Sunday, September 16, 2007

Tribute: Sheikh Abdul Sattar Abu Risha and Army Capt. Travis Patriquin

  • Obituary: Abdul Sattar Abu Risha Sept. 13, 2007:
    Sheikh Abdul Sattar Abu Risha was a key Sunni Arab ally of the US and Iraqi governments in Iraq's western Anbar province.

    The 37-year-old leader of the Al Bu Risha tribe was killed in a bomb attack near his home in the provincial capital, Ramadi, on Thursday.

    He was reportedly a top target for assassination by al-Qaeda in Iraq, whom he is widely credited with having defeated in much of western Iraq.

    Abu Risha, who also ran a construction and import-export business with offices in Jordan and Dubai, was among a group of tribal leaders who met President George W Bush during his visit to Iraq last week.

    Abu Risha was part of a group of young tribal sheikhs whose power grew after more senior leaders fled Anbar or were killed in the insurgency that gripped the province.

    In September 2006, angered by the killings of both his father and two brothers by al-Qaeda in Iraq, Abu Risha approached the US military about forming an alliance to fight the Sunni extremist group. . . .

  • Sunni Tribal Chiefs vow revenge against al-Qaeda Sept. 15, 2007:
    Baghdad (AsiaNews/Agencies) – The funeral of Abdul Sattar Abu Risha, leader of an Iraqi Sunni alliance against Osama bin Laden’s terrorist organisation was transformed into an anti al Qaeda protest. The leader had been collaborating with US forces against the terror group, when a car bomb in Ramadi, chief town in Anbar province, killed him. Today in an internet message al-Qaeda claimed responsibility.

    More than 1,500 mourners attended the funeral in Ramadi. Iraq's national security adviser, interior minister and defence minister all attended the funeral under heavy security, along with the second-in-command of US forces in Iraq, Lt-Gen Raymond Odierno. Mourners chanted "We will take our revenge" and "There is no God but Allah and al-Qaeda is the enemy of Allah" as the procession continued to the family cemetery.

    Sheikh Rashid Majid, a leader of the al-Bufahad tribe in Ramadi, said: "The killing will give us more energy... to continue confronting al-Qaeda members and to dispose of them”.

  • With U.S. backing, abu Risha rose from young clan leader to head of Sunni fight against al-Qaida International Herald-Tribune Sept. 13, 2007:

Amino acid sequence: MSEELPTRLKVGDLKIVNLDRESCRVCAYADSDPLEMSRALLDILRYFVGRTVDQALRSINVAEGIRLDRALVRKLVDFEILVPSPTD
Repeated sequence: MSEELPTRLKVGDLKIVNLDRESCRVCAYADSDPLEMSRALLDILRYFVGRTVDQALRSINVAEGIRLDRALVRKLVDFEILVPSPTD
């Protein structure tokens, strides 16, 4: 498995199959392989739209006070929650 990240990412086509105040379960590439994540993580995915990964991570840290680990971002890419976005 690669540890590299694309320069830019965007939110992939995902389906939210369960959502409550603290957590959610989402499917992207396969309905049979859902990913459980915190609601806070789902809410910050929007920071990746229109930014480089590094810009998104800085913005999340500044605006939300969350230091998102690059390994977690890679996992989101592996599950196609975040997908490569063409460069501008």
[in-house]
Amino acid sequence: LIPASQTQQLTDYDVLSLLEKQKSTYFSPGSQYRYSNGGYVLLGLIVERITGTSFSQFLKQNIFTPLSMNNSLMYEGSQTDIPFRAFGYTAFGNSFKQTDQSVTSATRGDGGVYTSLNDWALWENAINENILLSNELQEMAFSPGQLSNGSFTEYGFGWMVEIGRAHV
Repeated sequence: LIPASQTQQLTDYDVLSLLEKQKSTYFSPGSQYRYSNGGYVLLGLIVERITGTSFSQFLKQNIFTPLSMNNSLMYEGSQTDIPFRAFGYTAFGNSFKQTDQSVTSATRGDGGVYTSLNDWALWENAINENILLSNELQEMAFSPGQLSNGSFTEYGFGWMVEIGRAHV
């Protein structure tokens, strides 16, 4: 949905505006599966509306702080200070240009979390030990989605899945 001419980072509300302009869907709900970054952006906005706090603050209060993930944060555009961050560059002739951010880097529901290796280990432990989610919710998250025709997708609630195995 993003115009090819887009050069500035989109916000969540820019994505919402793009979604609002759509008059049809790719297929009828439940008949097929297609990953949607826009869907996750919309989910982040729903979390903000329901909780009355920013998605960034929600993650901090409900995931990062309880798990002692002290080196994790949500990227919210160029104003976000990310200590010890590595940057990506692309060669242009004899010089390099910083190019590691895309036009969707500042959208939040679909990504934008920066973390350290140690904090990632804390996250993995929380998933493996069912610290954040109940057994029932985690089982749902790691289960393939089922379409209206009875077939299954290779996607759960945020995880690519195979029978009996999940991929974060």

Smoking profusely, Abu Risha — sporting a pistol at his waist — took endless calls on his cell phone.

    "We fought with our own weapons. I myself fought al-Qaida with my own funds," Abu Risha, who runs a construction and import-export family business with offices in Jordan and Dubai, was quoted by the Wall Street Journal as saying this week.

    He was usually mobbed by crowds and greeted with chants of support every time he shows up on the streets of Ramadi, the war-ravaged provincial capital 115 kilometers (70 miles) west of Baghdad.

    "We owe Abu Risha and his people for giving us back our lives," said Saad Ibrahim, who runs a falafel eatery in the Malaab district of Ramadi where he says bands of al-Qaida fighters ruled supreme until driven out by fighters of Abu Risha's Anbar Awakening Council.

  • Iraqis name police station for slain soldier, by Brian Gartlan. Daily Southtown Sept. 17, 2007:
    During his time in Ramadi, Army Capt. Travis Patriquin grew close to the Iraqis.

    He spoke their language. He understood their culture.

    Now some there have honored the slain officer by naming their new police station after him.

    Patriquin, 32, formerly of Lockport, was killed by a roadside bomb in December.

    Before he died, Patriquin built a relationship with Sheik Abdul Sattar Abu Risha . . .

    The police station in Tameen, a district in Ramadi, was dedicated in Patriquin's name last month.

    "I consider it an honor," said his father, Gary Patriquin. "(Sattar) thought highly enough of my son to make him a part of his tribe."

  • Captain Travis Patriquin - "An American Martyr" Sept. 6, 2007.